I am looking to find the number of multisets with restrictions on the number of specific elements. This isn't for homework, it is a work related problem.

My set of items is {A, a, B, b}. I want to get the number of multisets with at least 3 B/b, where there is at least one of each B/b. For multisets order does not matter, and duplicates are allowed.

To get the total number of multisets with cardinality $k$, from my set of cardinality n = 4, I have been using, $$\frac{(n + k - 1)!}{(k!(n-1)!}$$However I want to count the number of multisets with at least 3 B or b, and a minimum of 1 each.

For $k = 3$ there are two solutions, $\{B, B, b\}$ and $\{B, b, b\}$. These two sets represent the minimum requirements to pass.

Then for any $k$, I was thinking the number of multisets to be $$2 * (\frac{(4 + (k-3) - 1)!}{((k-3)!(n-1)!})$$

My reasoning was that the possible valid sets are $\{B, B, b, x_3, x_4, ... x_k\}$ and $\{B, b, b, x_3, x_4, ... x_k\}$, where $\{x_3, x_4, ..., x_k\}$ is any multiset from {A, a, B, b} with cardinality $k - 3$.

The problem I ran into is that this method counts some sets multiple times. For example, if k = 4, the valid sets are $\{B, B, b, x_3\}$ and $\{B, b, b, y_3\}$, where $x_3$ and $y_3$ are any item in $\{A, a, B, b\}$. For $x_3 = b$ and $y_3 = B$, I am counting the set $\{B, B, b, b\}$ twice. I tried predicting the number of duplicate counts and subtracting that, but could not find an answer.

If I assign each element in my set $\{x_0 = A, x_1 = a, x_2 = B, x_3 = b\}$, another way to phrase the problem is to find the number of solutions to,

$$ x_0 + x_1 + x_2 + x_3 = k $$ where, $$k >= x_0, x_1, x_2, x_3 >= 0$$ $$k >= x_2 + x_3 >= 3$$ $$x_2 >= 1$$ $$x_3 >= 1 $$


Thanks for the help guys. I have changed the requirement of 3 'B/b' elements to $minB$ 'B/b' elements. So for a multiset of size D with $minB$ required 'B\b' elements, $\{B, b, x_3, x_4, ... x_D\}$ is a valid multiset if $\{x_3, x_4, ... x_D\}$ has minB-2 'B/b' elements. Based off of these comments I came up with,

$$ numValid(D, minB) = \sum_{nb = minB - 2}^{D-2} [(nb + 1) * (D - nb - 1)] $$

The first term inside the sum $(nb + 1)$ is the number of multisets of size $minB - 2$ chosen from $\{B, b\}$. The second term is the number of multisets of size $D - 2 - nb$ chosen from $\{A, a\}$. Then summing $nb$ from $ minB - 2$ to $D - 2$, we get the number of multisets of the form $\{B, b, x_3, x_4, ... x_D\}$, where $\{x_3, x_4, ... x_D\}$ has at least $(minB - 2)$ 'B/b' elements.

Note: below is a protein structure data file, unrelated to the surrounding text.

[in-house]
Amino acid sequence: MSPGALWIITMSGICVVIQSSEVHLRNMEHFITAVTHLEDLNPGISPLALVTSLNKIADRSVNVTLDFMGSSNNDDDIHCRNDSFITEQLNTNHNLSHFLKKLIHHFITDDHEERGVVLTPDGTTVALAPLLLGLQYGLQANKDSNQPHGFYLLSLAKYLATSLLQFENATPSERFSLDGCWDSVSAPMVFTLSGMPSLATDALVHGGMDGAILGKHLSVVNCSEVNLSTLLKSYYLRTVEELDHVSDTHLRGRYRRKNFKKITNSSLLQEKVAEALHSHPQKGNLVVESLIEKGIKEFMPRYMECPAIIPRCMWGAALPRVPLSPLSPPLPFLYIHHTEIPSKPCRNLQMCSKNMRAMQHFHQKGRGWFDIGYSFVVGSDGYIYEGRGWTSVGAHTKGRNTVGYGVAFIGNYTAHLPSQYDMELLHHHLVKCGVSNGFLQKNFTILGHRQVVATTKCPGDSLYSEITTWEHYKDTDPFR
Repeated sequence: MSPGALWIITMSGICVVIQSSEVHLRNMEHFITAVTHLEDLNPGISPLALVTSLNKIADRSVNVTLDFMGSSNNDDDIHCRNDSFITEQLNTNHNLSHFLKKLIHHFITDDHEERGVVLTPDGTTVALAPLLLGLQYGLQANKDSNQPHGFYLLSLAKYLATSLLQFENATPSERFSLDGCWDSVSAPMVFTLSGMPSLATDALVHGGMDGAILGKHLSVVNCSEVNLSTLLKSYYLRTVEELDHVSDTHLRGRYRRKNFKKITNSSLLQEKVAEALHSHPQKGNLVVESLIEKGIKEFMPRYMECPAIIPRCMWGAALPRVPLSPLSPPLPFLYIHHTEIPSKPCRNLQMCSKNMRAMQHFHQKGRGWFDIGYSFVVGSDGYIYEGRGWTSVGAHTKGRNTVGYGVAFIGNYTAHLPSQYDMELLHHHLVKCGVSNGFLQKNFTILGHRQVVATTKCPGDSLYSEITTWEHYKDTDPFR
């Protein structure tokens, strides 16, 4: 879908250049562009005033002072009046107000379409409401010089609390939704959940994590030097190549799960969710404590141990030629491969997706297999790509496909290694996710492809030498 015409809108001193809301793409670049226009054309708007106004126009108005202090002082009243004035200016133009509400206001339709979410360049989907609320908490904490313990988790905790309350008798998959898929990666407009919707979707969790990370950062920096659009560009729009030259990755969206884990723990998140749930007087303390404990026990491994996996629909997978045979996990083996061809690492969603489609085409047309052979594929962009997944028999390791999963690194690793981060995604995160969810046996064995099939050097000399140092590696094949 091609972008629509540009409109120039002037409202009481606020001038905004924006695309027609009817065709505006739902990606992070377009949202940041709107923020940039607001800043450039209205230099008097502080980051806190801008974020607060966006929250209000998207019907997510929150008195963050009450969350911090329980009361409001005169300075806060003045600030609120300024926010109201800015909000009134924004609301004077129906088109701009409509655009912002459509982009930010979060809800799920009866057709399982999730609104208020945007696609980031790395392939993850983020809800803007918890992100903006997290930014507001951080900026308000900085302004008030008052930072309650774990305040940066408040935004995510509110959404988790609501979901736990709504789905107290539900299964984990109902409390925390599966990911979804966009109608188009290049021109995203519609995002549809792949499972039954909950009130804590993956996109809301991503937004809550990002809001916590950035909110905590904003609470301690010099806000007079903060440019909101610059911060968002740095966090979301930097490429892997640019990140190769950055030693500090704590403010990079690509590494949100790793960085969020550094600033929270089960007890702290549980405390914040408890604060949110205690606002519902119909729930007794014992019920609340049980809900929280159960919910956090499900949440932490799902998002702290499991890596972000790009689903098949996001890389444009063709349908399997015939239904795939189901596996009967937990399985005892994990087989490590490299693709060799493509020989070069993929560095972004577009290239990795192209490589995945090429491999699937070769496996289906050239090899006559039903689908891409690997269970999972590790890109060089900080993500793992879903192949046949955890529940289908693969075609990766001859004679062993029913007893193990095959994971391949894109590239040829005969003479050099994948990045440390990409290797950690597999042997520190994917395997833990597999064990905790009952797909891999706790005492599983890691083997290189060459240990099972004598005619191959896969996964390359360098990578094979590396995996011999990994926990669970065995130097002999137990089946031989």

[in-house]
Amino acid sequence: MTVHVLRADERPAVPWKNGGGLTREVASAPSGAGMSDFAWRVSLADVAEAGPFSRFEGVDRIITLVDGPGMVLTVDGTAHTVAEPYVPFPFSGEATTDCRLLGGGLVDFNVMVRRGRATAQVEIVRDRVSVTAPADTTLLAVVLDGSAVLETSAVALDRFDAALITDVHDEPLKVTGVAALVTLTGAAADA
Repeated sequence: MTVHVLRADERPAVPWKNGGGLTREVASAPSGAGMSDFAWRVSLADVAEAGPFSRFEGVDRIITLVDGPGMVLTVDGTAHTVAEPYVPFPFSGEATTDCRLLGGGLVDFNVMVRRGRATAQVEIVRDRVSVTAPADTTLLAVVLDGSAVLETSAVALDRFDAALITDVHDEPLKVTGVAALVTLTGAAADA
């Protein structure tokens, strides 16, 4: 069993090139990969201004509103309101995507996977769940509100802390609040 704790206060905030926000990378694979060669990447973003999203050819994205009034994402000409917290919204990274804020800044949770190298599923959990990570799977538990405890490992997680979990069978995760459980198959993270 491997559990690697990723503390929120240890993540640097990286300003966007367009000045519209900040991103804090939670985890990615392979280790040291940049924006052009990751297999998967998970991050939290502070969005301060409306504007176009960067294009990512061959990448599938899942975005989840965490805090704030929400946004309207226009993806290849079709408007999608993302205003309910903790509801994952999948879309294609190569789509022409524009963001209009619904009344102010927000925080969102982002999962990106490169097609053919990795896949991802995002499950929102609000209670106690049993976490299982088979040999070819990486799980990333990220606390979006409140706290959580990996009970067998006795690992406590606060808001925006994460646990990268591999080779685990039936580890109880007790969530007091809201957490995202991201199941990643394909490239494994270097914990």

Is this correct? Thanks again. :)

  • $\begingroup$ The condition $x_0, x_1, x_2, x_3 \leq k$ is kind of unnecessary considering they're $\geq 0$. $\endgroup$
    – MT_
    Jul 27, 2016 at 21:32
  • $\begingroup$ The number of non-negative integer solutions to $\begin{cases} x_1+x_2+\dots+x_r=k\\ 0\leq x_i\end{cases}$ is $\binom{k+r-1}{r-1}$ (seen by stars and bars). Via a suitable change of variables, you may have lower limits for some (or all) of the variables individually to be increased. To induce the condition that $x_2+x_3\geq 3$ (or similar), I would personally remove the outcomes which violate the condition while maintaining all other conditions. I.e. remove the outcomes where $x_2=1$ and $x_3=1$. This becomes tedious as you implement multiple simultaneous similar conditions. $\endgroup$
    – JMoravitz
    Jul 27, 2016 at 21:34

2 Answers 2


First take one obligatory b and one B, and forget about them. They'll always be there.

Then you're looking for multisets of size $k-2$ that contain at least one b or B. We can get those by counting all multisets of size $k-2$ and then subtract the $k-1$ ones that consist only of A and a.

By stars-and-bars there are $\binom{k-2+3}{3}$ multisets with or without bees, so your final count is $$ \binom{k+1}{3} - (k-1) = \frac{k^3-k}6 - k + 1$$

  • $\begingroup$ Thanks for your help! I modified the requirements to work for $n$ B/b's instead of 3. I appended my solution to my original question. Is it correct? $\endgroup$ Jul 29, 2016 at 14:59

First, substitute $x_2 \mapsto x_2' + 1, x_3 \mapsto x_3' + 1$. Then this formulation is equivalent to

$$x_0 + x_1 + x_2' + x_3' = k-2$$

with the variables $\geq 0$. The total number of solutions is then ${k+1 \choose 3}$ by standard methods. The one case which doesn't work are those where $x_2' = x_3' = 0$. Can you take it from here?


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